Congratulating Our Holstein Scholars

Please congratulate our three Holstein Scholars for the 2018-19 school year who demonstrate a commitment to public service, scholarship, and public policy-making programs for the common good.

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Pascal Boctor, ‘19 – International Studies, minor Middle East Studies

Pascal Boctor is a Junior majoring in International Studies. He was raised in Egypt as a Christian in a Muslim majority country. Upon arriving in the U.S., he was exposed to issues of oppression and persecution, particularly in his own experiences in Egypt. His passion for public service developed when he attended public high school in Irvine, California. As a student at USF, and a current McCarthy Fellow in Sacramento interning for the CA Secretary of State, he continues to be involved with the Center and looks forward to participating in the USF in DC program in Spring 2019. Pascal intends to build the skills and knowledge to be a change agent and advocate for marginalized communities in Egypt and in the United States.

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Madeline Campbell, ‘20 – Politics, minor Public Service and Community Engagement and Criminal Justice Studies

Madeline first became involved in public service during her senior year of high school in Sacramento and has continued her engagement during her time at USF. Madeline started working with the McCarthy Center through their USF Votes initiative, helping to register over 1,300 new student voters in its inaugural year. She is currently a McCarthy Fellow in Sacramento and interns with Pinnacle Advocacy, a strategic advocacy and lobbying firm, and has will join the USF in DC program in Spring of 2019. Madeline also works with the ASUSF Senate and Reading Partners in SF.

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Aliyah Forbes, ‘20 – International Business and Cultural Anthropology

Aliyah Forbes is from Orange County, CA and comes from a family of five. Prior to USF, she had little exposure to social justice and activism. However, as a member of the Esther Madriz Diversity Scholars Cohort 12 and an Eco-Educator within the Office of Sustainability, Aliyah has developed a passion for public service and the environment. As a part of EMDS, Aliyah was an intern at San Francisco Rising and participated in public service throughout the Bay Area, in particular, organizing around the College For All ballot initiative. She plans on continuing her commitment to public service at USF by staying involved with SF Rising, studying abroad in the East and partaking in one of the McCarthy Center’s programs such as USF in DC or McCarthy Fellows in Sacramento.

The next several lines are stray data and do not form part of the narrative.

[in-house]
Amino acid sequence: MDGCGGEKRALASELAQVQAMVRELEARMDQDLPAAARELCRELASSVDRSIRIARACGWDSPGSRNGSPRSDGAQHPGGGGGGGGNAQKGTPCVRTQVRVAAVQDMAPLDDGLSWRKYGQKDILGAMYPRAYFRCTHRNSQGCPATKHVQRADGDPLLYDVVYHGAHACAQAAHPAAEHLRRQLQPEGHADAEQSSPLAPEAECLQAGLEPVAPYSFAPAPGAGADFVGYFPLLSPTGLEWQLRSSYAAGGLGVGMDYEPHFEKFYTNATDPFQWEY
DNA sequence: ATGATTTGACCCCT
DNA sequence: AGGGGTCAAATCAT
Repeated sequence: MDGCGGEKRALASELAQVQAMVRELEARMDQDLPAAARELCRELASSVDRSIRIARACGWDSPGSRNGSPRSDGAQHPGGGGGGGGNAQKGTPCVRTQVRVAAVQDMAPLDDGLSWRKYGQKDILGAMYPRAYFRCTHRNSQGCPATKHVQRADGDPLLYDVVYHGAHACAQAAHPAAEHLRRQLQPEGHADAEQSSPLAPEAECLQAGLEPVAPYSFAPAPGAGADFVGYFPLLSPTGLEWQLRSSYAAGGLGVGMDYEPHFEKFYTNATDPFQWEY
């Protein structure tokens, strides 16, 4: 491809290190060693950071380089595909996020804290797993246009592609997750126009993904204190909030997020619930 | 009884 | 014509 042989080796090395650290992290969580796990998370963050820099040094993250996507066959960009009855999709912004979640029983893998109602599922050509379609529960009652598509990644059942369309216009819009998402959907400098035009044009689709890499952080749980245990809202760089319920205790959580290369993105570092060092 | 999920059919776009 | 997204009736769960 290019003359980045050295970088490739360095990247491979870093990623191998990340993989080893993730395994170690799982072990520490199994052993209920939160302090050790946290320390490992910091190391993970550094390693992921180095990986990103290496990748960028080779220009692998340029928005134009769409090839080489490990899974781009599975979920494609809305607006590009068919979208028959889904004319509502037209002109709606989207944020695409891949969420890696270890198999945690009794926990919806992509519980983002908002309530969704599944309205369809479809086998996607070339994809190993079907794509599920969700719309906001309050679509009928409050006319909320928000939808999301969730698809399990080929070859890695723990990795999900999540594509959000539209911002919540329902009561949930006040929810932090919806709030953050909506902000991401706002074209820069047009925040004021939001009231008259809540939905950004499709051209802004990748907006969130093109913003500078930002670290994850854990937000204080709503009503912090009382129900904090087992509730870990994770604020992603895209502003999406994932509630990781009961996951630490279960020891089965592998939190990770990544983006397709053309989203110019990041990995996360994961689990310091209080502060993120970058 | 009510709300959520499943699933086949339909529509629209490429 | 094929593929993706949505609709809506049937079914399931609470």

First Semester Tips

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Monica Bejarano, M.A. Urban and Public Affairs, ’19

I did it. Turned in my last paper and finished my last presentation. My first graduate semester is over! Tired and rather chronically exhausted and all I want to do is lay on the floor and veg out to Netflix for an ungodly amount of hours. But, what do I do with all the information of the past four months? After the first semester, what do I take away to improve the subsequent semester in my academic journey? How does graduate school change me?

Well, just four months ago, I began my academic journey at the University of San Francisco Masters in Urban and Public Affairs Program. I walked in to my first class holding the book Imperial San Francisco by Gray Brechin, determined to unfold the array of questions I had after reading the introduction. I am not originally from San Francisco, but I knew by attending Urban and Public Affairs graduate program I would be fascinated by the roots of politics, activism, and urban change of the city. In this short amount of time I have come to realize that graduate school does not only teaches one new things, but it teaches one to question everything.

No longer is one learning about how history has changed the urban politics of the city, but one learns ways to question how it happened and how it was done and how it is affecting us today. I realized that I am not here to regurgitate information, but to be part of the conversation that creates it. This was a big step for me during my first semester.

I cannot emphasize enough how hyper-organized this program made me. After eight to nine hours of  classes each week, an internship at City Hall, and a part-time job I definitely understood the importance of time management. One learns valuable planning skills of when one can go out and have a drink and when one has to hunker down over a book for three hours for a paper due next week. Although graduate school has taught me to ask questions and be extremely organized with my time, I’ve also found it important to say “yes” to opportunities and take time to relax.